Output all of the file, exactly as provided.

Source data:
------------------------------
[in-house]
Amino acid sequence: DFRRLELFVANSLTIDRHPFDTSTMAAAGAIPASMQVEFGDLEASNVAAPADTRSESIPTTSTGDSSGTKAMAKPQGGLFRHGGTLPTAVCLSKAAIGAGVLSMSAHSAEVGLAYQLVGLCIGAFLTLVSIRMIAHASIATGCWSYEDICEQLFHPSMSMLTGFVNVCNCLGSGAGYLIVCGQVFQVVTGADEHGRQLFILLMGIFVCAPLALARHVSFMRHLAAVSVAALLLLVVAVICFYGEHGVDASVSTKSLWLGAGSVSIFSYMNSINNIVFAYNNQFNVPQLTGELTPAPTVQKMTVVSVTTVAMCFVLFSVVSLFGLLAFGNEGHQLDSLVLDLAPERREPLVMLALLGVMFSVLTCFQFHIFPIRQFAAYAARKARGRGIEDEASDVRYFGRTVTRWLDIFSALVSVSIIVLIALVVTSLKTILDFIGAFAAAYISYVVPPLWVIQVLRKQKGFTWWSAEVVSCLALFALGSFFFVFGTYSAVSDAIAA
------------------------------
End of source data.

[in-house]
Amino acid sequence: DFRRLELFVANSLTIDRHPFDTSTMAAAGAIPASMQVEFGDLEASNVAAPADTRSESIPTTSTGDSSGTKAMAKPQGGLFRHGGTLPTAVCLSKAAIGAGVLSMSAHSAEVGLAYQLVGLCIGAFLTLVSIRMIAHASIATGCWSYEDICEQLFHPSMSMLTGFVNVCNCLGSGAGYLIVCGQVFQVVTGADEHGRQLFILLMGIFVCAPLALARHVSFMRHLAAVSVAALLLLVVAVICFYGEHGVDASVSTKSLWLGAGSVSIFSYMNSINNIVFAYNNQFNVPQLTGELTPAPTVQKMTVVSVTTVAMCFVLFSVVSLFGLLAFGNEGHQLDSLVLDLAPERREPLVMLALLGVMFSVLTCFQFHIFPIRQFAAYAARKARGRGIEDEASDVRYFGRTVTRWLDIFSALVSVSIIVLIALVVTSLKTILDFIGAFAAAYISYVVPPLWVIQVLRKQKGFTWWSAEVVSCLALFALGSFFFVFGTYSAVSDAIAA